Can “Uncivil” Text Messages Justify a Domestic Violence Injunction?
A domestic violence injunction is supposed to protect someone from the threat of imminent harm. It is not a weapon to be wielded because there was a disagreement or someone made a rash statement. A person may be falsely accused of domestic violence based solely on the accuser’s subjective belief that he or she was scared. But Florida law requires more than subjective fear. The fear must be “objectively reasonable” as well.
Text Messages Not Proof of Imminent Threat to Ex-Wife
Unfortunately, there are many Florida judges who are quick to overlook the law and issue domestic violence injunctions without requiring adequate proof. A recent case from Broward County offers a helpful illustration. In this case, a state appeals court had to vacate a lower court’s injunction.
The case itself involves a divorced couple who was still living together. (For the sake of convenience, the article will refer to them as “husband” and “wife.”) One day in early 2015, the husband and wife exchanged a lengthy series of text messages. The husband made numerous pleas to reconcile with the wife. The husband also expressed feelings of depression and hopelessness. At one point he texted her, “You have a big surprise coming your way.”
The wife subsequently filed a petition accusing the husband of threatening to commit acts of domestic violence. The wife produced copies of the text messages as evidence. Based on the messages—and the wife’s testimony that her husband’s “behavior” was “scaring her”—a judge granted a domestic violence injunction. The husband was ordered to have no further contact with his wife. He was also ordered to surrender any firearms in his possession.
The husband appealed the judge’s order. On August 24, the Florida Fourth District Court of Appeal reversed the injunction. The Fourth District explained that Florida law only permitted a domestic violence injunction when the accuser “has reasonable cause to believe he or she is in imminent danger of becoming the victim of any act of domestic violence.” But there was no evidence that was the case here.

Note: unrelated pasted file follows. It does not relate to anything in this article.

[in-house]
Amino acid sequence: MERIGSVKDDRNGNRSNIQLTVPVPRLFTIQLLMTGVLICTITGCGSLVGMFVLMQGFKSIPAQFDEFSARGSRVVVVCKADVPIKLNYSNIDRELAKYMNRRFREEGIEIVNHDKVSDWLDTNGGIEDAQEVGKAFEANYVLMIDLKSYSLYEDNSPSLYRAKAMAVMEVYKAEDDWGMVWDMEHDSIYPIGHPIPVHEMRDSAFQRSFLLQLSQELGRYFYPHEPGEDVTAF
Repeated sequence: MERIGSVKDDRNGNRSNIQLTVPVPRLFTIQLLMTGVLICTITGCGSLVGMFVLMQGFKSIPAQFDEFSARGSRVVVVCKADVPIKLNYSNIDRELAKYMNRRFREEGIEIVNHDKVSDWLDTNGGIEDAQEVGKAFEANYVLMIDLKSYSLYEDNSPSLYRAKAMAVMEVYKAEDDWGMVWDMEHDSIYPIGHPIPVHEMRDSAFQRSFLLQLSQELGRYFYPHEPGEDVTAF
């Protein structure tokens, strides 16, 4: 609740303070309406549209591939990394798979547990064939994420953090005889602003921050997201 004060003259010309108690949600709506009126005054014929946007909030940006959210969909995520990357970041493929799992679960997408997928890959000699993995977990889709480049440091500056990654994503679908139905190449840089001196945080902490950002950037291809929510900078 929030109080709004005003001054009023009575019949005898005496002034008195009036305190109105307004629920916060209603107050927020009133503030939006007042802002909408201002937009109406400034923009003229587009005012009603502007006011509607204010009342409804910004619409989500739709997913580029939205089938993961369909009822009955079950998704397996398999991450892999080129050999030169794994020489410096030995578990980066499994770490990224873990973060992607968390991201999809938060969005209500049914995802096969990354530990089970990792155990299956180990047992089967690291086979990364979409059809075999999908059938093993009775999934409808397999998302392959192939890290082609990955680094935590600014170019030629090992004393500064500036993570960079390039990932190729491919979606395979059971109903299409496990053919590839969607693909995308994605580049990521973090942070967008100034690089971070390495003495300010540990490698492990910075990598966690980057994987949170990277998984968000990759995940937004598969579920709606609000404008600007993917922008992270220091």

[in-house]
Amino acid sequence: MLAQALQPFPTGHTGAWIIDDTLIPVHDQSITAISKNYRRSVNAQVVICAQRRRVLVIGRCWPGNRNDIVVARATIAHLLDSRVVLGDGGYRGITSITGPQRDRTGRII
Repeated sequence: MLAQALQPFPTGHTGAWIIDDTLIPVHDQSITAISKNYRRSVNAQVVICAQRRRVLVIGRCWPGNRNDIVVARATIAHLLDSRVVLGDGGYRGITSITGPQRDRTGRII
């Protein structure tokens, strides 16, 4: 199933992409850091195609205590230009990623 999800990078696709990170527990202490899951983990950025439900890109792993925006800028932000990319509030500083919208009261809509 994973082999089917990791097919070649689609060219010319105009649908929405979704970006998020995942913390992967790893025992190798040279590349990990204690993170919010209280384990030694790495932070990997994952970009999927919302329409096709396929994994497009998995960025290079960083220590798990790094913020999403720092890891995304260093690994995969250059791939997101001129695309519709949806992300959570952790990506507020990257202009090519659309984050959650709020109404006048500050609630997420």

While the husband’s test messages may have been “harassing,” the Fourth District said, that alone did not rise to the level of a threat. Nor does “mental instability, a bad temper, depressive and suicidal statements, angry messages, vague actions, and general conditional future threats” justify a domestic violence injunction, according to the court. The law requires proof of an “objectively reasonable” threat of imminent harm, not merely “uncivil behavior” towards a former partner.
The Fourth District characterized the husband’s text messages as expressing “some desperation and disappointment” but not threatening. Indeed, even the husband’s “big surprise” message contained “no explanation” and “in context it could be read as [the husband] threatening to harm himself.”
Have You Been Falsely Accused of Domestic Violence?
A domestic violence accusation must always be taken seriously. The accused stands to lose important civil liberties, often based on nothing more than charges made by an angry ex-spouse or former partner. If you need assistance from an experienced Miami domestic violence defense attorney, contact the Law Office of Julia Kefalinos, P.A., right away.